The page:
"What's this doing here?" asked Master Right, with mild surprise.
I could see nothing doing anything anywhere in our immediate surroundings. Except for the gentle whizz of the CD player.
For the last several mintues, we'd been listening to the London cast recording of Cole Porter's Kiss Me, Kate.
We often play this album when we're feeling a bit gay, in the homosexual sense of the word. Porter was a notorious closet case—his wife Linda bearded him indulgently—and the show's cynical view of straight romance gives a very queer slant on affairs of the heart. Memories of chorus boys in tights don't hurt, either.
The record had just reached track five—the majestic, haunting So in Love. My husband felt surprised he needed to explain. "He stole this piece from Rachmaninov, didn't he?"
I replied more from a debater's punchiness than any knowledge of music. "That's crazy. It's Broadway."
Act One, Scene One: Open on a dark movie theatre in Kobe...
From birth, Nagaharu Yodogawa (1909-1998) was destined to be a movie critic. His mother (an ex-geisha in his father's geisha house) went into labour in a cinema—she joked that her son must have wanted to see the film.
He became Japan's official Hollywood insider. In the course of his long career, he wrote books on Chaplin, collected Kurosawa's Oscar, and peeked in Dietrich's refrigerator. It contained a single hard-boiled egg.
Since we're being all gay this afternoon, it's worth noting that Yodogawa lived in the closet for decades, coming out in his late-life memoirs.
Yodogawa liked his blokes with a bit of meat, and visibly swooned when he interviewed what would nowadays be known as a bear. Rumour has it that he crushed hard on Ned Beatty in Deliverance.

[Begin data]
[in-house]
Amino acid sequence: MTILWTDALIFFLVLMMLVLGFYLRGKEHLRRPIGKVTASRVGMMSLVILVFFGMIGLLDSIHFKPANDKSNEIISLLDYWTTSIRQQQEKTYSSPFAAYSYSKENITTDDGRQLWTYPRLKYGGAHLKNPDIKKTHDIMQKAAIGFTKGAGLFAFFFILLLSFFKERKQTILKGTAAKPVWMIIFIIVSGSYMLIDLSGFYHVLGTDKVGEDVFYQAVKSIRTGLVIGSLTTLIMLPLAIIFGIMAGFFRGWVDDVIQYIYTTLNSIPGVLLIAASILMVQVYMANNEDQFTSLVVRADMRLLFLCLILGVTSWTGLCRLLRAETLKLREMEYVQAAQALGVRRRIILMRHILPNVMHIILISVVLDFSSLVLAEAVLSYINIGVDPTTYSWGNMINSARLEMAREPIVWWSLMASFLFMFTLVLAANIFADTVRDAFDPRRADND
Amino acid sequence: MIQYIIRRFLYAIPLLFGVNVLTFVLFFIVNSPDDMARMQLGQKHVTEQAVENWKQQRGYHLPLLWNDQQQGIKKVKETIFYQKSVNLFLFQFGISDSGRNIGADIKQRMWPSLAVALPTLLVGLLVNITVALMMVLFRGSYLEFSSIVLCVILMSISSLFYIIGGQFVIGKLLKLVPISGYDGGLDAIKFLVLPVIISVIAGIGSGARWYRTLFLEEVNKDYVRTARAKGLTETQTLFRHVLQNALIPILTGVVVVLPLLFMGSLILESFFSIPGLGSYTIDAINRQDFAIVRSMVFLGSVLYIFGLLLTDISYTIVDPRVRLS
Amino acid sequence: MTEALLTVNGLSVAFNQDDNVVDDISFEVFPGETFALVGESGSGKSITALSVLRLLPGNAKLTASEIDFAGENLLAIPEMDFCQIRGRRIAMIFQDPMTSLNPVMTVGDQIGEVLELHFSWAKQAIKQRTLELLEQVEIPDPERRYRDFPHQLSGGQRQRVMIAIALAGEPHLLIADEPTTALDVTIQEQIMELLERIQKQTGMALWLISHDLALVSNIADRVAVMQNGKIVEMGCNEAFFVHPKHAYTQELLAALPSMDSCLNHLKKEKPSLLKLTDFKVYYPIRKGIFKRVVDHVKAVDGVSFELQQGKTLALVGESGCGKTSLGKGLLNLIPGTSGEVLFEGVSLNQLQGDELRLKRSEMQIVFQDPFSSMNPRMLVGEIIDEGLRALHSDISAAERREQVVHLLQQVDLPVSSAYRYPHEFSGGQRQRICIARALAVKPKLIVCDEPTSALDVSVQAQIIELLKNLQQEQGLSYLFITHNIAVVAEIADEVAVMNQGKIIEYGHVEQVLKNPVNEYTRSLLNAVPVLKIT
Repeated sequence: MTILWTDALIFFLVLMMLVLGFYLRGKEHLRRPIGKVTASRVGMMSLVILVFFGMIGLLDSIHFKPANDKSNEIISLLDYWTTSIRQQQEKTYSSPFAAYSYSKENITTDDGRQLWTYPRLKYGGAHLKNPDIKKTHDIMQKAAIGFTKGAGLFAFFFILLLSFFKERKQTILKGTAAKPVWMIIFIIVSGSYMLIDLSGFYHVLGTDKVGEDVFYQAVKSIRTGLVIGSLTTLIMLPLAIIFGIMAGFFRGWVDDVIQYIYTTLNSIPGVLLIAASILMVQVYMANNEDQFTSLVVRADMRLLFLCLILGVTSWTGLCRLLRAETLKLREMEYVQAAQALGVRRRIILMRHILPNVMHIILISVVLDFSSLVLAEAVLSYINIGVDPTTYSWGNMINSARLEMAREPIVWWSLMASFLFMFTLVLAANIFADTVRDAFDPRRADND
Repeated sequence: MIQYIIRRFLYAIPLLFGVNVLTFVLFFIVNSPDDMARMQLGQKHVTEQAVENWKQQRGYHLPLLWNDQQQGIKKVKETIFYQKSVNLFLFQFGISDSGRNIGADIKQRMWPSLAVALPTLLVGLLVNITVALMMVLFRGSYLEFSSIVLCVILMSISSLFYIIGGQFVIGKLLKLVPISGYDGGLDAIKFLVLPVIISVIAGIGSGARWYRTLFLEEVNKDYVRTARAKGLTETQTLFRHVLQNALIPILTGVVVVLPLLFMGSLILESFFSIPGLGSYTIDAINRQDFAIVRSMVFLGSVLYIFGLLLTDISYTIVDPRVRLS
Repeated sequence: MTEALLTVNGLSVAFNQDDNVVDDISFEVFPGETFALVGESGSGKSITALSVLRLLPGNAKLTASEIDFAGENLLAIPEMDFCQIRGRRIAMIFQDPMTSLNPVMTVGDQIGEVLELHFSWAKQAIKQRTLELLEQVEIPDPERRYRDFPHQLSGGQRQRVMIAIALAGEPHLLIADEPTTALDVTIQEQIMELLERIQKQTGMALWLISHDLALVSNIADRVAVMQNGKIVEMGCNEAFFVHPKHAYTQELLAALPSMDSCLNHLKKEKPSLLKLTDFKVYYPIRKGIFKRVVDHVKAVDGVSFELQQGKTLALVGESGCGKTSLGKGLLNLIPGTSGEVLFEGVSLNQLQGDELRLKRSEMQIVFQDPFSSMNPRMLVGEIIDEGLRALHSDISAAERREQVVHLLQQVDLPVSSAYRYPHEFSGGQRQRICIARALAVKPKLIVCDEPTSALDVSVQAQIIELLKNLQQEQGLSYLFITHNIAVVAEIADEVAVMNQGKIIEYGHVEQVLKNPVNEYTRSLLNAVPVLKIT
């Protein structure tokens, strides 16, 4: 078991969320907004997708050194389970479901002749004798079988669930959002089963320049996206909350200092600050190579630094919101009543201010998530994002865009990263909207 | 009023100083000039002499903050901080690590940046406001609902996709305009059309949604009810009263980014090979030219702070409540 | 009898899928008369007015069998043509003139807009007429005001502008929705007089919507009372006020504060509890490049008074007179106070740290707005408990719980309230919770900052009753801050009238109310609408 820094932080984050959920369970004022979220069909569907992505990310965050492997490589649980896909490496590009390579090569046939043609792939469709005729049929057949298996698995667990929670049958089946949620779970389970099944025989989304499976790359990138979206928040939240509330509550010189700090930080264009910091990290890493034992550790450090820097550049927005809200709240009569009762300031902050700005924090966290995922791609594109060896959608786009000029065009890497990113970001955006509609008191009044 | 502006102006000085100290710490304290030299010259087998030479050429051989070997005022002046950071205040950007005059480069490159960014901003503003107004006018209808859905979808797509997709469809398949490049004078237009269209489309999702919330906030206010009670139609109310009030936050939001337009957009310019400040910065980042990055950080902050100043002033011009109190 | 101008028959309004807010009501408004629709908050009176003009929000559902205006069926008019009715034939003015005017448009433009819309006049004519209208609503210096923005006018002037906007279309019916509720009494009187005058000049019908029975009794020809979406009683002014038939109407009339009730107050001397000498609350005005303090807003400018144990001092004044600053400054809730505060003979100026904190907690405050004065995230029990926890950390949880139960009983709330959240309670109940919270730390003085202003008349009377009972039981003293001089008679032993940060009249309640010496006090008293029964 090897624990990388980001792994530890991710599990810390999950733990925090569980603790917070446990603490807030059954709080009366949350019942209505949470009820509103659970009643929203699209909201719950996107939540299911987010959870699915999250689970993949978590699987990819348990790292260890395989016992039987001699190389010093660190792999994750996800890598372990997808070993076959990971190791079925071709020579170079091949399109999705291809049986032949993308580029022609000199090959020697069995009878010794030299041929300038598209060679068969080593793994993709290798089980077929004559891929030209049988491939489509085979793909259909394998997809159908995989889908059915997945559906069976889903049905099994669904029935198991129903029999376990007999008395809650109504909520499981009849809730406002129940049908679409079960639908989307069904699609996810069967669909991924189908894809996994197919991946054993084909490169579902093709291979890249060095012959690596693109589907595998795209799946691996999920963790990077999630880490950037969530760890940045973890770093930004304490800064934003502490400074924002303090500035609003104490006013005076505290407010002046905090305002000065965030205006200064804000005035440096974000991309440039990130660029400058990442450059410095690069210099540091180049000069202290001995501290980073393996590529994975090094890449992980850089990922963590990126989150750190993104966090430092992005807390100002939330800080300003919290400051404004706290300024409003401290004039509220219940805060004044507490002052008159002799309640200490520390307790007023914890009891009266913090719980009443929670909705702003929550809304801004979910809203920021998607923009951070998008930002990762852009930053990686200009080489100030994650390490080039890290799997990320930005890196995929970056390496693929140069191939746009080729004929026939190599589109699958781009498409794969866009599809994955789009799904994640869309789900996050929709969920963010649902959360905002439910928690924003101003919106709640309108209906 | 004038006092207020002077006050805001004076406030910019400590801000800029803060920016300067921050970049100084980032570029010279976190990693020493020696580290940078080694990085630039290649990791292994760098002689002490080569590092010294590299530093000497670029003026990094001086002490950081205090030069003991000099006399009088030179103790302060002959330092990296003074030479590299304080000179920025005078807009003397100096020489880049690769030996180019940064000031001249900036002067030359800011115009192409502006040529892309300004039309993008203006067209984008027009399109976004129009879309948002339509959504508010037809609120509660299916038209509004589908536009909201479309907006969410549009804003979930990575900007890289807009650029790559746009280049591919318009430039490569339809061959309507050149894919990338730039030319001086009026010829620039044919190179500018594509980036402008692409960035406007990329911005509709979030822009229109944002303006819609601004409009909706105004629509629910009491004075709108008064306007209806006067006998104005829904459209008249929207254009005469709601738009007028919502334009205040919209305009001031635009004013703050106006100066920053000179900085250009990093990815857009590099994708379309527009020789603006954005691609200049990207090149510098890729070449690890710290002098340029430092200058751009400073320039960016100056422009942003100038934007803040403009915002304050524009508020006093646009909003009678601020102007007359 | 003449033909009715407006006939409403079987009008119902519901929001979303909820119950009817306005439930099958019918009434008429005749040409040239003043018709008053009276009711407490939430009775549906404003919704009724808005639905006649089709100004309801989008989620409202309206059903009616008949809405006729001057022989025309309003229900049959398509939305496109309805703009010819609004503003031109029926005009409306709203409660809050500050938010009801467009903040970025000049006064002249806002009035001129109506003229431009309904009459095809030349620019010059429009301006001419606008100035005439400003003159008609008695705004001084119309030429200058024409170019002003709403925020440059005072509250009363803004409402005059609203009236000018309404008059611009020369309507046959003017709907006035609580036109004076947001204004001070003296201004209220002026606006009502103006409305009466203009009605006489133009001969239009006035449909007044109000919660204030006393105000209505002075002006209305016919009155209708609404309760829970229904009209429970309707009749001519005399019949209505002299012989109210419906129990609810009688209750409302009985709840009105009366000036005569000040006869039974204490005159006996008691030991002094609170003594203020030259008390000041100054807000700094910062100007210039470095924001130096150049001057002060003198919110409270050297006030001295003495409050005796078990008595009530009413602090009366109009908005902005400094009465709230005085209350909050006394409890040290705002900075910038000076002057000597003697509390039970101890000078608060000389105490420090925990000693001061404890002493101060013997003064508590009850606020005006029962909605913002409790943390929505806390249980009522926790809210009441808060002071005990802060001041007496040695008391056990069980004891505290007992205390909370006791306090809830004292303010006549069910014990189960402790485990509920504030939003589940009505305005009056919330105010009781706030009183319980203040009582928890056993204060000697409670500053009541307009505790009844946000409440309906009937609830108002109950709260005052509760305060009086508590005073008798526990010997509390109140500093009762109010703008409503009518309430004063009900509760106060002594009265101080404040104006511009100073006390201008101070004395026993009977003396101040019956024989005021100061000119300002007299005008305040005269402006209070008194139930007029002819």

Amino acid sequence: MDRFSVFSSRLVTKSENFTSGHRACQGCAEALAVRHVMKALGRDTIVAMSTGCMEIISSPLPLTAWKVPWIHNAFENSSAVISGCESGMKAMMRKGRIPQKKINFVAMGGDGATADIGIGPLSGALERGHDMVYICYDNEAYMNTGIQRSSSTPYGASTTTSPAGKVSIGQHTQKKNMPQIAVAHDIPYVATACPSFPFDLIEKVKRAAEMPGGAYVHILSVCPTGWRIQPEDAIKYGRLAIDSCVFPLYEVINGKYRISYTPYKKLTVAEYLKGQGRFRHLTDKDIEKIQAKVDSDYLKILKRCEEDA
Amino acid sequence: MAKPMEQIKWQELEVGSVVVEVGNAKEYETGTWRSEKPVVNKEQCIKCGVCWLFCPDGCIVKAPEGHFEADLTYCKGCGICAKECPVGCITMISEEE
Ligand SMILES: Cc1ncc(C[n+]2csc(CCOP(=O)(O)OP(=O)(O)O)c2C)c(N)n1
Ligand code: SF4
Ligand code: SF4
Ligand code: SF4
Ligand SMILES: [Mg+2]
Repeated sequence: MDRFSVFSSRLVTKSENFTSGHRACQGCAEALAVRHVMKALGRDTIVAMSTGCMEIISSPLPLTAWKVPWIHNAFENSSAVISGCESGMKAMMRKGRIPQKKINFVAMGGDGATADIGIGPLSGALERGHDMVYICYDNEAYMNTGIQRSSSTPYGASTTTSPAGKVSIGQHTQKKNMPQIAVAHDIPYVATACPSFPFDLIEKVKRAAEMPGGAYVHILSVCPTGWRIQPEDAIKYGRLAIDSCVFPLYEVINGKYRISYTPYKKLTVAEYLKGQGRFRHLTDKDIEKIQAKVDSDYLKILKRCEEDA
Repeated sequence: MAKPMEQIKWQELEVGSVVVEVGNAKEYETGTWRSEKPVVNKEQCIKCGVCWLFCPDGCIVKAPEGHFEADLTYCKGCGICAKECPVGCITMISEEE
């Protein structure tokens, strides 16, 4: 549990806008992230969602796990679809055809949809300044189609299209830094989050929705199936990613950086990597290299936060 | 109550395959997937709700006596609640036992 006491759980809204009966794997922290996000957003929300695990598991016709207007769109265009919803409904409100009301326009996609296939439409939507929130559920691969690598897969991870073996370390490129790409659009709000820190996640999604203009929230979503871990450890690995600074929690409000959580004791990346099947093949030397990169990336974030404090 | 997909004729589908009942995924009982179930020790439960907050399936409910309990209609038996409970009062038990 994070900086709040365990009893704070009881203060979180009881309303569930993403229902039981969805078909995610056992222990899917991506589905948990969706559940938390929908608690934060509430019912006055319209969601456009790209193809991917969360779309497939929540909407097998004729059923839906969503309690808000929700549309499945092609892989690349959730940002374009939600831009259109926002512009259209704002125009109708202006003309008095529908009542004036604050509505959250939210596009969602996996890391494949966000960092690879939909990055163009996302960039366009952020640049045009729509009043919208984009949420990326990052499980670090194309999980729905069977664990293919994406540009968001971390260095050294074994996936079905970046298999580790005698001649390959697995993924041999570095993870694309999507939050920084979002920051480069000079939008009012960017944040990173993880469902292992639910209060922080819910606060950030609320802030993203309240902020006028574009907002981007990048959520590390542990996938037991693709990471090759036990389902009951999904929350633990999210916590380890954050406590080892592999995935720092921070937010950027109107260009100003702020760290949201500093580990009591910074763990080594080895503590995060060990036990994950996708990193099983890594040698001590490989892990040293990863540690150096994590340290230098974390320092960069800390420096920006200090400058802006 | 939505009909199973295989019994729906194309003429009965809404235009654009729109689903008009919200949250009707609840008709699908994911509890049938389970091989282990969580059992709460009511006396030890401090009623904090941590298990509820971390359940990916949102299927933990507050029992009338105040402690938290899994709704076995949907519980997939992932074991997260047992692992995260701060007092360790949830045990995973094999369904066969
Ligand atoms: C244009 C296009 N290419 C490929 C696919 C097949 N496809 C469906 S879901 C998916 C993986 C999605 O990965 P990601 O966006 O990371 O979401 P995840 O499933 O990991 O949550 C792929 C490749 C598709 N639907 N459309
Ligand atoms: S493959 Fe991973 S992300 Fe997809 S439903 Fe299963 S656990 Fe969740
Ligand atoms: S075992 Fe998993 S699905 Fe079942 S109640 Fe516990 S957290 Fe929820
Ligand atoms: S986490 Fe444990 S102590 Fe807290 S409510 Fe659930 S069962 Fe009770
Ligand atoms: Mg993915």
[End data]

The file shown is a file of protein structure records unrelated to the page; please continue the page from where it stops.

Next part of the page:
Arnold Schwarzenegger once made chit chat with Yodogawa in an interview. Arnie complimented the elderly critic on his good health and energy, and asked the secret of a robust old age. Without missing a beat, Yodogawa replied that he owed it to regular attendance at Japanese bath-houses, and would the star care to join him?
(See a few revealing moments at the 5 minute mark in this link. It's worth it.)
Sayonara, Sayonara, Sayonara
What made Yodogawa a national treasure was the Sunday Night Western Movie Theatre on TV Asahi. In 1962, Asahi hired Yodogawa to sandwich intelligent comment around subtitled Hollywood fluff, so they could pull a legal dodge and pass it off as educational content.
He took to his job with gusto, not missing a single show until his death 36 years later. His signature farewell—a breathy sayonara, sayonara, sayonara—signalled that the weekend was over . This induced a certain melancholy, as one realised that the Monday grind lay only a few hours distant.
(Nowadays, a sweet family show called Sazae-san performs the same function each Sunday night. The weekly funk it lowers across Japan is known as the Sazae-san Syndrome. You can see Mrs. Sazae's cheerful clan to your left, reminding a nation to get back to work.)
Thus, the end-titles for the Sunday Night Western Movie Theatre caught Japan at a wistful moment, and Yodogawa played music to match.
His outro was a dramatic piece for piano and orchestra. Due to the complexity of the keyboard part, every baby-boomer in Japan grew up convinced Rachmaninov penned it. Unbeknownst to most of its listeners, it was an arrangement of So in Love.
Act One, Scene Two. Somewhere between Radio City and Carnegie Hall.
A pop tune? Impossible! This sent Master Right into a fit of vigorous googling.
Japanese Wikipedia confirmed the news, as did other sources. The music which closed Asahi Western Movie Theatre was Cole Porter's So in Love, arranged for orchestra and conducted by Morton Gould. The track first appeared in 1951, on Gould's creepily-named album, Curtain Time.
There was nothing else for it. We had to find this recording. Where? Stay tuned for Part Two.
All photos link to source.